In previous blogs, we have talked about the role that the community, mission statements and accountability have in driving police reform in the United States. But we have yet to discuss first-line police supervisors with the attention the topic deserves. These supervisors often have the most contact with officers and therefore an immense responsibility to the community and for forging strong, positive relationships with that community.

First-Line Police Supervisors’ Critical and Complex Role

Police officers often encounter people during their toughest moments and have become the go-to resource for a variety of community concerns. They respond to calls dealing not only with criminal activity but also homelessness, mental illness and substance abuse.

First-line supervisors lead officers through these immense challenges. They guide officers in building community trust and legitimacy and impart in them the ability to prevent and respond to crime successfully, safely and efficiently. In addition to being a support system for their officers, first-line supervisors must clearly communicate expectations to their subordinates and evaluate their job performance based on those expectations. They are tasked with overseeing a span of control often ranging from five to 20 officers, while also managing patrol response and other assigned duties.

A baseline resource that I have found valuable for leaders to truly understand how supervisory styles impact officer behavior is the 2003 National Institute of Justice (NIJ) publication How Police Supervisory Styles Influence Patrol Officer Behavior. Because first-line supervisors have the most contact with officers, they often have the most impact on officers’ behavior and perceptions, and they play a major role in the development of the department culture. They set the tone for the level of their colleagues’ professionalism, serving as role models, trainers, counselors, and coaches, all the while developing and holding their officers accountable. In our experience, consulting departments across the country, there are certain key qualities that indicate a strong first-line supervisor.

It comes as no surprise that when we are engaged with departments – whether for strategic assessments, staffing studies or independent investigations – first-line supervisors are invaluable in painting a picture of a department’s practices.

Ten Qualities of a Strong First-Line Supervisor

Excellent first-line supervisors:

  1. Demonstrate proficiency in a variety of areas ranging from the law and department policies and procedures to leadership and supervision
  2. Show openness and honesty to the communities they serve
  3. Treat the community and personnel with dignity and respect
  4. Have cultural competency with knowledge and understanding of the communities served
  5. Understand the critical importance of developing positive relationships with the communities served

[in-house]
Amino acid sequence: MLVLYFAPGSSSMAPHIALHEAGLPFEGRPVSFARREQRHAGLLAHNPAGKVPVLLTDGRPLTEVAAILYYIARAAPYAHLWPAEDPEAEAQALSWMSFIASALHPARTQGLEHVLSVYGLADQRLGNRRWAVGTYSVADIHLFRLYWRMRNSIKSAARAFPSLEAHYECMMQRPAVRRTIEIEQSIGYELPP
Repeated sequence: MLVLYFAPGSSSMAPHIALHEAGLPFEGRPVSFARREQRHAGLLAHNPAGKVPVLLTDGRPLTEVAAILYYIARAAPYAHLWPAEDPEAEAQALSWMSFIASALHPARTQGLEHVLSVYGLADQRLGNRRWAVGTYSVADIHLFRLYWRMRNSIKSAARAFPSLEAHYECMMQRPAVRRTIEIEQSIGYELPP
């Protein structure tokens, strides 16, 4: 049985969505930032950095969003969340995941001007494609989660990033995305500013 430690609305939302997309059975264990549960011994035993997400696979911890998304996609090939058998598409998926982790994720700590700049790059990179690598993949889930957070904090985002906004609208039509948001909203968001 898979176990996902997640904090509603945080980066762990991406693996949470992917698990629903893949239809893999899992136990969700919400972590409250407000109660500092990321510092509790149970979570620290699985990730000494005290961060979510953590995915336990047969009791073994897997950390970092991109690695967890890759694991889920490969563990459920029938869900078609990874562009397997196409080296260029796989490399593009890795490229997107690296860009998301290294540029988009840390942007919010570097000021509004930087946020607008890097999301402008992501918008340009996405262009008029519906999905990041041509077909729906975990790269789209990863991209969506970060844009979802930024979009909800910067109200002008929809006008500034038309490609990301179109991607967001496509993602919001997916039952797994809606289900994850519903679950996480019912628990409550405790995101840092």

6. Have the courage and experience to practice critical – sometimes difficult – decision-making
  7. Are strategic thinkers focused on measurable outcomes, achieving goals, assessing resources and openly communicating
  8. Are effective in communicating and listening
  9. Are model internal and external collaborators, striving for teamwork at all levels
  10. Support employee wellness with awareness of resources and guidance when employees could benefit from additional support.

How Police Executives Can Further Develop First-Line Supervisors

While the practices outlined above sometimes reflect more innate traits, we find they must be developed through training, mentorship and experience.

Hillard Heintze developed the Law Enforcement Best Practices: Lessons Learned from the Field guide in collaboration with the Department of Justice (DOJ) Office of Community Oriented Policing Services (COPS Office). The guide was developed based on our experiences working in various police departments; assessment work we have conducted in numerous law enforcement agencies; and our ongoing research on what has worked well for agencies in the past and what progressive agencies are developing for the future.

In the guide, we identify practical steps police executives can use to develop desired qualities in first-line supervisors, such as the following.

  • Engage first-line supervisors in the development of the organizational vision and philosophy
  • Lay the foundation for successful, supported first-line supervisors with structured coaching and training
  • Prioritize professional development
  • Establish a norm of accountability with room for dissent and growth
  • Allow room for individuality
  • Engage first-line supervisors when determining formal disciplinary outcomes.

For more ideas on how to develop first-line supervisors, I recommend the 2012 Law Enforcement Executive Forum publication Enhancing the Leadership Capabilities of First-Line Supervisors, which outlines appropriate leadership training for first-line supervisors. In addition, the 2003 International Association of Chiefs of Police (IACP) publication Institutionalizing Mentoring into Police Departments serves as an excellent resource for the mentoring process so critical to the success of first-line supervisors.

Experts at the Ready

As always, our Law Enforcement Consulting experts are also at the ready to help you identify and assess the qualities in a first-line supervisor based on the specific needs of your department and community. We encourage you to review these resources and reach out to us for help you may need implementing them, or to conduct an independent, third-party review of your agencies’ policies, procedures or practices. We are privileged to play an ongoing role in the professional development of so many of our nation’s law enforcement agencies.

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